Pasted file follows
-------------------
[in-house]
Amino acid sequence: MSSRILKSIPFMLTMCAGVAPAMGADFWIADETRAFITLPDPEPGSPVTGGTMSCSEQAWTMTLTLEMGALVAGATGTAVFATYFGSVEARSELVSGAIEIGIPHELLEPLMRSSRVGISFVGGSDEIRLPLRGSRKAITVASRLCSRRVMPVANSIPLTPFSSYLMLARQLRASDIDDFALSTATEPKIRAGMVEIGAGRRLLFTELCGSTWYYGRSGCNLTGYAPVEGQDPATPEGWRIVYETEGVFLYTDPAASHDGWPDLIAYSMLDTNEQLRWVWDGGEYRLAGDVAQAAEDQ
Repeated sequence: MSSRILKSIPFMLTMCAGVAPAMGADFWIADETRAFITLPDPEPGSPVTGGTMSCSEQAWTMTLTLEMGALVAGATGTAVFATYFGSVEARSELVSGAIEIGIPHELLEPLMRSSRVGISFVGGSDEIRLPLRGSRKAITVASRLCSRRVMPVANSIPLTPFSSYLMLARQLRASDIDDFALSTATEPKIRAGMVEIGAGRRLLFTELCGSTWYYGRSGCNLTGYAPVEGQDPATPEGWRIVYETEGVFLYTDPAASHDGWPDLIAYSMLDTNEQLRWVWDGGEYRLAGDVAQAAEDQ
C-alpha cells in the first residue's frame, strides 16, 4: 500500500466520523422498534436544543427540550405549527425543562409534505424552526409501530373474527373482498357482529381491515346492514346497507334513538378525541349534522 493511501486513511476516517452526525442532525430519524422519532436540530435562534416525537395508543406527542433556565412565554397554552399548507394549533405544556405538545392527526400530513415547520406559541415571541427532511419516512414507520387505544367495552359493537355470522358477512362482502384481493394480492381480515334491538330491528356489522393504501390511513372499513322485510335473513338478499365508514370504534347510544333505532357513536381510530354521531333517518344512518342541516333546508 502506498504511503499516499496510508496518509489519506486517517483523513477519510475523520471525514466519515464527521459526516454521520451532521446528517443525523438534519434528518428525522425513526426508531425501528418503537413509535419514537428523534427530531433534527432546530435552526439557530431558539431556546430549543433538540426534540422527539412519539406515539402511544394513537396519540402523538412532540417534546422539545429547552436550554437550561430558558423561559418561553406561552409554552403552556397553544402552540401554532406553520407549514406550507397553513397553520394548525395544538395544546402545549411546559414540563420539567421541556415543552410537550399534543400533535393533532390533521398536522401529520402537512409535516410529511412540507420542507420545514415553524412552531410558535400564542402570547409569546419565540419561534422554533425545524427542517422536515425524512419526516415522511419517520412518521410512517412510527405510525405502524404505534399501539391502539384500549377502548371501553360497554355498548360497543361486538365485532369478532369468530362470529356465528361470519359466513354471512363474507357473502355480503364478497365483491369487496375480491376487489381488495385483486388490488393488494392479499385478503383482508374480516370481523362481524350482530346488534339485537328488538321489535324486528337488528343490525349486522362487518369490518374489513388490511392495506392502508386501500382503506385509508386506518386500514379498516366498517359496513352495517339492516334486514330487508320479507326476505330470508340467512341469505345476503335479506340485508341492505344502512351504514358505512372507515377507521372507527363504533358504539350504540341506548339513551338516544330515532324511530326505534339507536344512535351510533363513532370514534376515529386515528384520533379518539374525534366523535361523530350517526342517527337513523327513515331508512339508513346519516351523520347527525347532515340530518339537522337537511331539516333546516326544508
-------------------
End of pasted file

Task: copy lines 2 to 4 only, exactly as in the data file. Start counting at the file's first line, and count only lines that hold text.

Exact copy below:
Amino acid sequence: MSSRILKSIPFMLTMCAGVAPAMGADFWIADETRAFITLPDPEPGSPVTGGTMSCSEQAWTMTLTLEMGALVAGATGTAVFATYFGSVEARSELVSGAIEIGIPHELLEPLMRSSRVGISFVGGSDEIRLPLRGSRKAITVASRLCSRRVMPVANSIPLTPFSSYLMLARQLRASDIDDFALSTATEPKIRAGMVEIGAGRRLLFTELCGSTWYYGRSGCNLTGYAPVEGQDPATPEGWRIVYETEGVFLYTDPAASHDGWPDLIAYSMLDTNEQLRWVWDGGEYRLAGDVAQAAEDQ
Repeated sequence: MSSRILKSIPFMLTMCAGVAPAMGADFWIADETRAFITLPDPEPGSPVTGGTMSCSEQAWTMTLTLEMGALVAGATGTAVFATYFGSVEARSELVSGAIEIGIPHELLEPLMRSSRVGISFVGGSDEIRLPLRGSRKAITVASRLCSRRVMPVANSIPLTPFSSYLMLARQLRASDIDDFALSTATEPKIRAGMVEIGAGRRLLFTELCGSTWYYGRSGCNLTGYAPVEGQDPATPEGWRIVYETEGVFLYTDPAASHDGWPDLIAYSMLDTNEQLRWVWDGGEYRLAGDVAQAAEDQ
C-alpha cells in the first residue's frame, strides 16, 4: 500500500466520523422498534436544543427540550405549527425543562409534505424552526409501530373474527373482498357482529381491515346492514346497507334513538378525541349534522 493511501486513511476516517452526525442532525430519524422519532436540530435562534416525537395508543406527542433556565412565554397554552399548507394549533405544556405538545392527526400530513415547520406559541415571541427532511419516512414507520387505544367495552359493537355470522358477512362482502384481493394480492381480515334491538330491528356489522393504501390511513372499513322485510335473513338478499365508514370504534347510544333505532357513536381510530354521531333517518344512518342541516333546508 502506498504511503499516499496510508496518509489519506486517517483523513477519510475523520471525514466519515464527521459526516454521520451532521446528517443525523438534519434528518428525522425513526426508531425501528418503537413509535419514537428523534427530531433534527432546530435552526439557530431558539431556546430549543433538540426534540422527539412519539406515539402511544394513537396519540402523538412532540417534546422539545429547552436550554437550561430558558423561559418561553406561552409554552403552556397553544402552540401554532406553520407549514406550507397553513397553520394548525395544538395544546402545549411546559414540563420539567421541556415543552410537550399534543400533535393533532390533521398536522401529520402537512409535516410529511412540507420542507420545514415553524412552531410558535400564542402570547409569546419565540419561534422554533425545524427542517422536515425524512419526516415522511419517520412518521410512517412510527405510525405502524404505534399501539391502539384500549377502548371501553360497554355498548360497543361486538365485532369478532369468530362470529356465528361470519359466513354471512363474507357473502355480503364478497365483491369487496375480491376487489381488495385483486388490488393488494392479499385478503383482508374480516370481523362481524350482530346488534339485537328488538321489535324486528337488528343490525349486522362487518369490518374489513388490511392495506392502508386501500382503506385509508386506518386500514379498516366498517359496513352495517339492516334486514330487508320479507326476505330470508340467512341469505345476503335479506340485508341492505344502512351504514358505512372507515377507521372507527363504533358504539350504540341506548339513551338516544330515532324511530326505534339507536344512535351510533363513532370514534376515529386515528384520533379518539374525534366523535361523530350517526342517527337513523327513515331508512339508513346519516351523520347527525347532515340530518339537522337537511331539516333546516326544508